I’ll be adding some dirt back again somehow – not quite sure how yet, but I will.

In the meantime though, here is part 2 of the Duaflex story.

To mask off the light around the viewfinder you will need to create a tunnel.  This is important because there is a certain amount of ambient light that reflects off the curved glass, and there is also the problem of your camera getting too close to the lense and taking a photo of the inside of the camera itself.  You need to experiment with how long a tunnel you will need for your camera to avoid both of these problems.

I have seen  fair few cardboard tunnels which look fantastic, but I wanted something that would be flexible and that I could fold and shove in a bag or drawer when I wasn’t using it so I made one from felt.


It has a strip of self-adhesive velcro to wrap around the camera and close it up tight.  My Duaflex has lots of pins, screws and protrusions so I took some tailors chalk and rubbed on the outside of the felt to find the shapes and then cut them slightly smaller with some pointy-ended scissors.  This helps the cover to fit and stay where it should without slipping.


There is still a slight problem of light coming in above the front lense, so I made wide elastic band to hold the tunnel flat and reduce the light further.


It works a treat and has the added ability of being able to be wrapped around your digital camera if there is any light sneaking in at the top.

Last night a friend and I wandered down Elwood beach and tried it out.


The only problem with the felt is that it gives off fibres, which to me is not a problem, especially as I’m regretting the cleaning idiocy….


So loving this new adventure, and looking forward to painting some of the results.  Wheee! 🙂

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It is the nicest feeling to be inspired to tackle something unexpected and find a new diversion, which is not taxing and relies on serendipity and a steady hand.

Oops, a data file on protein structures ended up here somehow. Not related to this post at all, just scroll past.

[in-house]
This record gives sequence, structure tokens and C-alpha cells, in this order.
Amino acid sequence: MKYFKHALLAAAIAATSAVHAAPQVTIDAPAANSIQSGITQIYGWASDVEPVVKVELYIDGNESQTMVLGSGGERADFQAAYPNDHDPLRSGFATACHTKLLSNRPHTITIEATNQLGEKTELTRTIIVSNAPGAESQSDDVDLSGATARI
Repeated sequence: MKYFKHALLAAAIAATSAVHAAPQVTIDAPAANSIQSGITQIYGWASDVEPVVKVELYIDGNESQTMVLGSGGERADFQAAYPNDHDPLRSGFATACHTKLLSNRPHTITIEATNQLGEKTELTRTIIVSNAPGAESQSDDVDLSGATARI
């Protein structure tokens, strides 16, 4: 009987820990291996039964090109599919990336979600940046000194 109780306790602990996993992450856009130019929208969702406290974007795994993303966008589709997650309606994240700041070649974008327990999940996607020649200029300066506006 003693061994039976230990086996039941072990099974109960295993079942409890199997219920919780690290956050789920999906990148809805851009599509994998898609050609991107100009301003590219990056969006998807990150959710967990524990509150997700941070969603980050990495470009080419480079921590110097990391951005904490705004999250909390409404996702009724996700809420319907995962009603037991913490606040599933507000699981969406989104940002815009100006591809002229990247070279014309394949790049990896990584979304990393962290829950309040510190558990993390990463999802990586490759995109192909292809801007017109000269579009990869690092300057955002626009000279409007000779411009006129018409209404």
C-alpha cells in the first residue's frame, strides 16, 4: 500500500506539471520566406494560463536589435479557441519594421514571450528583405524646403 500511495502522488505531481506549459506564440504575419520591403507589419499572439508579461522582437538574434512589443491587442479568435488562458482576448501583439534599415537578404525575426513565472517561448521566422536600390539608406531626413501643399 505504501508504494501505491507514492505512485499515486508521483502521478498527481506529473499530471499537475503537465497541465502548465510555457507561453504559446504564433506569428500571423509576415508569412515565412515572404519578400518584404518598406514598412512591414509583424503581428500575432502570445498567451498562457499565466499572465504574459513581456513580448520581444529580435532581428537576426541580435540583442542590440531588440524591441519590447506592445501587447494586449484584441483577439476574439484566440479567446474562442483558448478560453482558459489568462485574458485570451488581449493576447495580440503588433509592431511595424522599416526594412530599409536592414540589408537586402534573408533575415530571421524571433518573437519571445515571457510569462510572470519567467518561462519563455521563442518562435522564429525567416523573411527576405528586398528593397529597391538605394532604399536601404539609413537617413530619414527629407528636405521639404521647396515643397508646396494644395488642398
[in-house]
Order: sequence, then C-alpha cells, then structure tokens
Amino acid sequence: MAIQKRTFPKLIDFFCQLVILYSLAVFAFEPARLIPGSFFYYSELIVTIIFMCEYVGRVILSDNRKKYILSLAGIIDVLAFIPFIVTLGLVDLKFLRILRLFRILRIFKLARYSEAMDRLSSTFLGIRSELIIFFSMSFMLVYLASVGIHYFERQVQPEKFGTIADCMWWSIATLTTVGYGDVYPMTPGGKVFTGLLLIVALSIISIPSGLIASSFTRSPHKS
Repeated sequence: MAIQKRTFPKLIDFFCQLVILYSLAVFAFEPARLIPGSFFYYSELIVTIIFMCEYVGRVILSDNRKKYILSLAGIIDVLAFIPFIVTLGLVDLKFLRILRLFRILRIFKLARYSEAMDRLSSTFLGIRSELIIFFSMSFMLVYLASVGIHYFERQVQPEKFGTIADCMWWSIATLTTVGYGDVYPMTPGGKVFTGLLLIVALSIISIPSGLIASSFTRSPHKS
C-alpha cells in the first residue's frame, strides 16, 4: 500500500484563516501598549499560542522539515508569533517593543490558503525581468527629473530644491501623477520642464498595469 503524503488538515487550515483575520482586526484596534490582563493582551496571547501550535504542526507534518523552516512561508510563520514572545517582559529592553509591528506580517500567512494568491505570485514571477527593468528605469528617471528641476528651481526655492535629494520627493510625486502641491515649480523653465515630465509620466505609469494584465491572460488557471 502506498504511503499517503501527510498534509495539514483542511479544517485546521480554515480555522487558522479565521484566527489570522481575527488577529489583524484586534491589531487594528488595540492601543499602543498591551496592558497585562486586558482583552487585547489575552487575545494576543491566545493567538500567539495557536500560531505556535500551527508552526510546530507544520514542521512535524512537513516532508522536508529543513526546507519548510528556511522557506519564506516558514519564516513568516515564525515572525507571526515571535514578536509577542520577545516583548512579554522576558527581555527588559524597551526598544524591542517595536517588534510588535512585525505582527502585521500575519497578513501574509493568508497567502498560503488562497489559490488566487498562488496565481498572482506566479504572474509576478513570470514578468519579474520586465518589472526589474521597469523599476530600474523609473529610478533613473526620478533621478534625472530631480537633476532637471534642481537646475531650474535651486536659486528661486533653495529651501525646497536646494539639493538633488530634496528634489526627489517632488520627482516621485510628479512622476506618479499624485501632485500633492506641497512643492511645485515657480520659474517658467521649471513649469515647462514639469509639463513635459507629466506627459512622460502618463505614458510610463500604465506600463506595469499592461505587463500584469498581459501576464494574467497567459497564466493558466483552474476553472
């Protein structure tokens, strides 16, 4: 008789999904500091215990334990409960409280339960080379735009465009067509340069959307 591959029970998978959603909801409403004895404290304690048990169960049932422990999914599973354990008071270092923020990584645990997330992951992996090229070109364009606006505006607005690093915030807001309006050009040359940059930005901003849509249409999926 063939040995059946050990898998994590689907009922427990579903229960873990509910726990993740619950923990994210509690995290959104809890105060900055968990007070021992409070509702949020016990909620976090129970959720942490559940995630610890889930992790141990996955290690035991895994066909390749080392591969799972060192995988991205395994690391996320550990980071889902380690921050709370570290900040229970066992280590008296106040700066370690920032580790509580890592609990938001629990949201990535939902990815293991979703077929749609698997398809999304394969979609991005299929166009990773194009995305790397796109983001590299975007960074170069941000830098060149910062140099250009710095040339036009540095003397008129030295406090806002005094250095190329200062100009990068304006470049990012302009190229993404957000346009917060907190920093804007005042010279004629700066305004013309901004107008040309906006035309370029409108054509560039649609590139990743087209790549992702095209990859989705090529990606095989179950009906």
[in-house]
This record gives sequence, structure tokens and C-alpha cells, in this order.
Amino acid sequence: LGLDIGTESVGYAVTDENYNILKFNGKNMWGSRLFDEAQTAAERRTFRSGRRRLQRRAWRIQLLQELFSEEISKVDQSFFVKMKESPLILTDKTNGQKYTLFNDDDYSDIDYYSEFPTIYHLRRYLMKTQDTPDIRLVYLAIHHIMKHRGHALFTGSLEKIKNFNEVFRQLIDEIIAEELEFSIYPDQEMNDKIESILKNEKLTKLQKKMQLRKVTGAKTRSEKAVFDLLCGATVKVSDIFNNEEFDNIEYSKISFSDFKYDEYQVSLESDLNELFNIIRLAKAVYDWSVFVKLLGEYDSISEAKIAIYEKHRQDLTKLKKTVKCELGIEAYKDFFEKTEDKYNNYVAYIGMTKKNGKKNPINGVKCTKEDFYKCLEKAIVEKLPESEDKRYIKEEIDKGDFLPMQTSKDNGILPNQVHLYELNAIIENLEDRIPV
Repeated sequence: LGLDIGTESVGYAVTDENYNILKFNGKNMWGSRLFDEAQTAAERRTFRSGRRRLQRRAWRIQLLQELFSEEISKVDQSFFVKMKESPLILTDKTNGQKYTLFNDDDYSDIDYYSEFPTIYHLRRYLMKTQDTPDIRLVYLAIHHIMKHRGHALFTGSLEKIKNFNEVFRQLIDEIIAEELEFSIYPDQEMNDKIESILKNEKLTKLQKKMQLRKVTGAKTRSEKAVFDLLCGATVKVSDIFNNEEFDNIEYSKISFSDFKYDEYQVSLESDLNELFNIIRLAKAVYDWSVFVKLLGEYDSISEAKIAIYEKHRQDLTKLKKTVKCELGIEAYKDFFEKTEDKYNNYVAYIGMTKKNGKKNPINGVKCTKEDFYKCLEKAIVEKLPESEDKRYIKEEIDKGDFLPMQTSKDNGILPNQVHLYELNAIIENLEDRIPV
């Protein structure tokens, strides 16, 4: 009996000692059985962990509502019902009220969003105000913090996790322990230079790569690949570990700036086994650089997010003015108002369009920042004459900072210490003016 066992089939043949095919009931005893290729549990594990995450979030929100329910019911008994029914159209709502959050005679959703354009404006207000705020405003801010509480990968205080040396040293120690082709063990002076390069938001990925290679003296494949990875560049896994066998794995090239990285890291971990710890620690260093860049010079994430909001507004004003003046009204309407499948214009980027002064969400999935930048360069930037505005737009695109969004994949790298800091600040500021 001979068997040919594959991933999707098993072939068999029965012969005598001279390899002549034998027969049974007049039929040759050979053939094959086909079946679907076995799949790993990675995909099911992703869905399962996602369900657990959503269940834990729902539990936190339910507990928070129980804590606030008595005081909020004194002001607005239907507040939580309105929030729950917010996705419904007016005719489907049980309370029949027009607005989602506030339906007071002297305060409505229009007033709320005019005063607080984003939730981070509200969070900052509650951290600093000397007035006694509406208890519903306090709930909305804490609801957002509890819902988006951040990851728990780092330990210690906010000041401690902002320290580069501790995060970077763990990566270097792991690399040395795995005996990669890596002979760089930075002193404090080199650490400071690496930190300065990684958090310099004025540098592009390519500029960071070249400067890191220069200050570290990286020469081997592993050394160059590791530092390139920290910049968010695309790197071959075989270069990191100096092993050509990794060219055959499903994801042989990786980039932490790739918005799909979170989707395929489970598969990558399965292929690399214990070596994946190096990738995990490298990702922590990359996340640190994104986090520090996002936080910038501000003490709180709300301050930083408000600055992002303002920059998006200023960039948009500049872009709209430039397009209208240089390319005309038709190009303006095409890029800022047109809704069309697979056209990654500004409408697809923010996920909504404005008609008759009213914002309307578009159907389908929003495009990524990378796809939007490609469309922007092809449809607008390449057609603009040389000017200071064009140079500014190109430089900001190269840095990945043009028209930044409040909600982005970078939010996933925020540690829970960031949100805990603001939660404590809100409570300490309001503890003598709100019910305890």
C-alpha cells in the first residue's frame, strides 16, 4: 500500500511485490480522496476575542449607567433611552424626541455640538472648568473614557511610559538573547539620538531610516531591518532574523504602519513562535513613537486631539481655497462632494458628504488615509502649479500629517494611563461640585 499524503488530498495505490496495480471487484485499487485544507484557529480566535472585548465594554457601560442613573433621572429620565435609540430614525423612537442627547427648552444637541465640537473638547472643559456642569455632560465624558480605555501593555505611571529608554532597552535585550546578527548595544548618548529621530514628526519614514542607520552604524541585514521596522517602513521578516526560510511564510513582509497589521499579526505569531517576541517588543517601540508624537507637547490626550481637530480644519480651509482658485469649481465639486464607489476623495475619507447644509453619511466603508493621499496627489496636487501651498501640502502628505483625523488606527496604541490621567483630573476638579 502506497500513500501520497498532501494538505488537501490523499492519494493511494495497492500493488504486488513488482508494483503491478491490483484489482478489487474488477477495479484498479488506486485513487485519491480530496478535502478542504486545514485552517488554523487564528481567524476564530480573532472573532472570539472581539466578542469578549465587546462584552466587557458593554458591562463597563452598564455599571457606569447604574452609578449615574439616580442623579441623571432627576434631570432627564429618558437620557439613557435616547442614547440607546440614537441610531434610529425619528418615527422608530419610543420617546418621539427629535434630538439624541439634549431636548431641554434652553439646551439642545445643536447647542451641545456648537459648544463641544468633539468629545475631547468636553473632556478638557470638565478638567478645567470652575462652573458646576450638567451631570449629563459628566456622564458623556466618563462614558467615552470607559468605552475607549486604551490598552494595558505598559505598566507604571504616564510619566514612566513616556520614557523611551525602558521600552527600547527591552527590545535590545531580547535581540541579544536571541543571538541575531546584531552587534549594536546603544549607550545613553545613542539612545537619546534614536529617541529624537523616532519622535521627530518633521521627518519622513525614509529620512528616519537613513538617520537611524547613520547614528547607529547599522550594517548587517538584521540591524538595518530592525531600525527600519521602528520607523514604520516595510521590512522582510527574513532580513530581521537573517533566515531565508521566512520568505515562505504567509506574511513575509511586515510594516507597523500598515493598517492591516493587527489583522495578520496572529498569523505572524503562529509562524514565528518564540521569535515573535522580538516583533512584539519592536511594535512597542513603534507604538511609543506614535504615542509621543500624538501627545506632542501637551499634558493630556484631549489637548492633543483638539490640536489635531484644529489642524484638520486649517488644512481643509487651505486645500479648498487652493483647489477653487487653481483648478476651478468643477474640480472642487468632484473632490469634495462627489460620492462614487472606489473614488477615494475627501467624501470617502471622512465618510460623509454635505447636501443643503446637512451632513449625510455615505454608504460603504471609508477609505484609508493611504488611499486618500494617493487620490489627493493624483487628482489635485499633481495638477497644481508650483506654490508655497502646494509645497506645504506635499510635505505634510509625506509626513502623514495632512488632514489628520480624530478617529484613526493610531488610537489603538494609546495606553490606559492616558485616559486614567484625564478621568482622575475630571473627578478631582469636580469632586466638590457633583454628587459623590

Last week I  learned about ttv (through the viewfinder) photography via Jo’s blog.


The idea being that you get an old twin lense reflex camera, compose your photo with that, then take a photo with your digital camera of the viewfinder.

Here’s my new baby – a beautiful Kodak Duaflex:


This morning she was dismantled, thoroughly cleaned with methylated spirits to get rid of 50 years of dust and grime and she was ready for action.


The only problem with taking photos in this manner (apart from the obvious juggling of two devices) is the glare off the viewfinder.  As you’ll see from Jo’s blog and the link to her initial inspiration here the solution is a blacking out tunnel.  Mine was made with some black paper – not ideal and nearly not tall enough so light still got in.

There will be a better masking solution soon, but for now I’m excited and really enjoying just wandering around the house looking at corners with the viewfinder and looking forward to getting outdoors to take something like this.


Instructions bah!  How delicious to be using such an old beauty in a new way. 🙂